Cancelling Everything in Sight (CES)

Seeing a complicated fraction become less ugly as elements are cancelled from both the numerator and denominator can be something of an enjoyable experience. One's first exposure to this magical process usually comes in grade school when reducing fractions, such as

\;=\; \frac{\cancel{2}\cdot 26}{\cancel{2}\cdot 15}
\;=\; \frac{26}{15}. \end{displaymath}

High school algebra classes build upon this, showing us that we may also cancel expressions involving variables, as in

\;=\; \frac{\cancel{(x+2)}(x+4)}{(2x-1)\cancel{(x+2)}}
\;=\; \frac{x+4}{2x-1}. \end{displaymath}

What some students do not notice is that these cancellations only are performed once the numerator and denominator are factored. Factoring a numerator (or denominator) turns it into an expression which is, at its top level, held together by multiplication. For instance, in the expressions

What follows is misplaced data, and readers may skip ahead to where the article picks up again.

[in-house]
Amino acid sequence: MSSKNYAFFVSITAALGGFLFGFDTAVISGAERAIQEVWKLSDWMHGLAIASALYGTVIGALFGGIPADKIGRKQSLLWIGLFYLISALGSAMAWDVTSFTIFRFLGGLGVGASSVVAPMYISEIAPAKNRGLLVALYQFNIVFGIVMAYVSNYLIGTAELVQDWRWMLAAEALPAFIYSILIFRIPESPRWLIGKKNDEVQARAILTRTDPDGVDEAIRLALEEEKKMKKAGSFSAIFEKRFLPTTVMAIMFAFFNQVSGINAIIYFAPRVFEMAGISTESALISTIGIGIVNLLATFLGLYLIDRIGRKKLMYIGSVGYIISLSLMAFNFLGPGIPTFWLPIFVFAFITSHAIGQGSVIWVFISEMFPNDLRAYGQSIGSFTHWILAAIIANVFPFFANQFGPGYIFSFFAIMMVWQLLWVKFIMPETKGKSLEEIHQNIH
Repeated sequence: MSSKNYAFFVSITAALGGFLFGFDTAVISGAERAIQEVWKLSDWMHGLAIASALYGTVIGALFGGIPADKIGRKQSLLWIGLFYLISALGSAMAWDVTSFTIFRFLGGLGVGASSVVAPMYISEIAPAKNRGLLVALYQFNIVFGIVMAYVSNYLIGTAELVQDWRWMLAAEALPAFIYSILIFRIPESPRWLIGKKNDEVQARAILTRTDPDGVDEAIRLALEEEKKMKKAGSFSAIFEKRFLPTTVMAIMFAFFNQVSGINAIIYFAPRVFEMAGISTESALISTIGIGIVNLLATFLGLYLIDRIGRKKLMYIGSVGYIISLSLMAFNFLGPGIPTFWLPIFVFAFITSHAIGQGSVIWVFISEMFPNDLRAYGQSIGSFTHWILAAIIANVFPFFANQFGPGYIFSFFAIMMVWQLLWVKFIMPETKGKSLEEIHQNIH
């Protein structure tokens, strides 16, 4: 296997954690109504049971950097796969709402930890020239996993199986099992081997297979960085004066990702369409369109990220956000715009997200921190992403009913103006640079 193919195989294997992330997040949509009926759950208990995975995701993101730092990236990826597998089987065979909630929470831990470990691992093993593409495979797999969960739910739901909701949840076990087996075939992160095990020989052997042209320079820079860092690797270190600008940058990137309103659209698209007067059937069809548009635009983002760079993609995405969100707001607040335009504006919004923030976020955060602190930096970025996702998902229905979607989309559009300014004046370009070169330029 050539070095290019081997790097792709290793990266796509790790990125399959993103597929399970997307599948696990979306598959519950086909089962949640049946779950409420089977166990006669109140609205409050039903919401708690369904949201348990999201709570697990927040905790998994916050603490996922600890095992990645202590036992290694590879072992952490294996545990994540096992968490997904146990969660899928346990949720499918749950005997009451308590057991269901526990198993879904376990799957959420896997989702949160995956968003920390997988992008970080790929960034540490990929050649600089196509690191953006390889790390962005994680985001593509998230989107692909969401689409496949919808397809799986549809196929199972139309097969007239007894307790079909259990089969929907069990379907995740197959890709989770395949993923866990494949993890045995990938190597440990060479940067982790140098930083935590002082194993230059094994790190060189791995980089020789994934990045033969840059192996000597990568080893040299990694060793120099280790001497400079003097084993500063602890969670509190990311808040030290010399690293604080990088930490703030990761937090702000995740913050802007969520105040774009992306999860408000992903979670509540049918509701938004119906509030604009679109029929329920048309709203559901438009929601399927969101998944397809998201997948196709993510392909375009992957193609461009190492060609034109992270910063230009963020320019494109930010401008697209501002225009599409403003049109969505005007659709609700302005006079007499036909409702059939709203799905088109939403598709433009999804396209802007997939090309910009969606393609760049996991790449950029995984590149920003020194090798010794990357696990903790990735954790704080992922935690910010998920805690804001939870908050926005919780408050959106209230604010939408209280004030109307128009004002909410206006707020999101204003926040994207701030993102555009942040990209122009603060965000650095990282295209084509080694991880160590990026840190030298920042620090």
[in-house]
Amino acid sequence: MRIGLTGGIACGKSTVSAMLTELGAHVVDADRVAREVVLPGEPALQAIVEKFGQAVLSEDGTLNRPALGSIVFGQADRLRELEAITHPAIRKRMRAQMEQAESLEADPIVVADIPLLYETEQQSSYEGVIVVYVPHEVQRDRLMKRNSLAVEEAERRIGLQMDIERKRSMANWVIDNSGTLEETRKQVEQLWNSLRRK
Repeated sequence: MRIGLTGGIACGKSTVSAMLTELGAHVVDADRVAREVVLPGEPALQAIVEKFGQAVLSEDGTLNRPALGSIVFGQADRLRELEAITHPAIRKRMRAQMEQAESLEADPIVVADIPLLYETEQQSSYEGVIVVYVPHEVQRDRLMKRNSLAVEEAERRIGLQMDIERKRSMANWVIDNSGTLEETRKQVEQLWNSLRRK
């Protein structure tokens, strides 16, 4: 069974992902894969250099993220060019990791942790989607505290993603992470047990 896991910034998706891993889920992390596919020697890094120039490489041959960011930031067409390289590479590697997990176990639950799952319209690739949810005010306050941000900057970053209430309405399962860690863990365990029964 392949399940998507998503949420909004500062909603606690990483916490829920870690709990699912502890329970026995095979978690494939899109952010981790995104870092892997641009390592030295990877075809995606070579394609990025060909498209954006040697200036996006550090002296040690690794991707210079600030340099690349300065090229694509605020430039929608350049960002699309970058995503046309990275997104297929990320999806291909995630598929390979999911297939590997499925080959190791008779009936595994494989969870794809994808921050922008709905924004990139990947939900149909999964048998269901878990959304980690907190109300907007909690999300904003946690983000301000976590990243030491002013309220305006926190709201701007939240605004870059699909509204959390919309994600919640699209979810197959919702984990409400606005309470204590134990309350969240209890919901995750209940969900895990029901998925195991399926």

\ds{\frac{x(3-x)}{5(x+2)}} &
...ither numerator nor denominator is factored.} \\
\end{array} \end{displaymath}

To be sure that one performs valid cancellations only, it is necessary to With this in mind, cancellations such as those below may only be labelled instances of someone ``cancelling everything in sight", with no attention given to the discussion above, and having no validity whatsoever.

\begin{displaymath}\frac{3x^2 + 2x - 1}{2x - x^2}
\;=\; \frac{3\cancel{x^2} + 2...
...}{- 1} \;=\; -2.
\mbox{\hspace{0.4in} \epsfig{0.5in}{ces.eps}}\end{displaymath}

Any attempt to simplify the original fraction (rational expression) should start with factoring:

\begin{displaymath}\frac{3x^2 + 2x - 1}{2x - x^2}
\;=\; \frac{(3x-1)(x+1)}{x(2-x)}, \end{displaymath}

at which stage we see that there is no matching factor between those of the numerator -- namely, $(3x-1)$ and $(x+1)$ -- and those of the denominator -- $(x)$ and $(2-x)$. Factoring, in this case, did not lead to any cancelling, as is often the case.

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Thomas L. Scofield 2003-09-04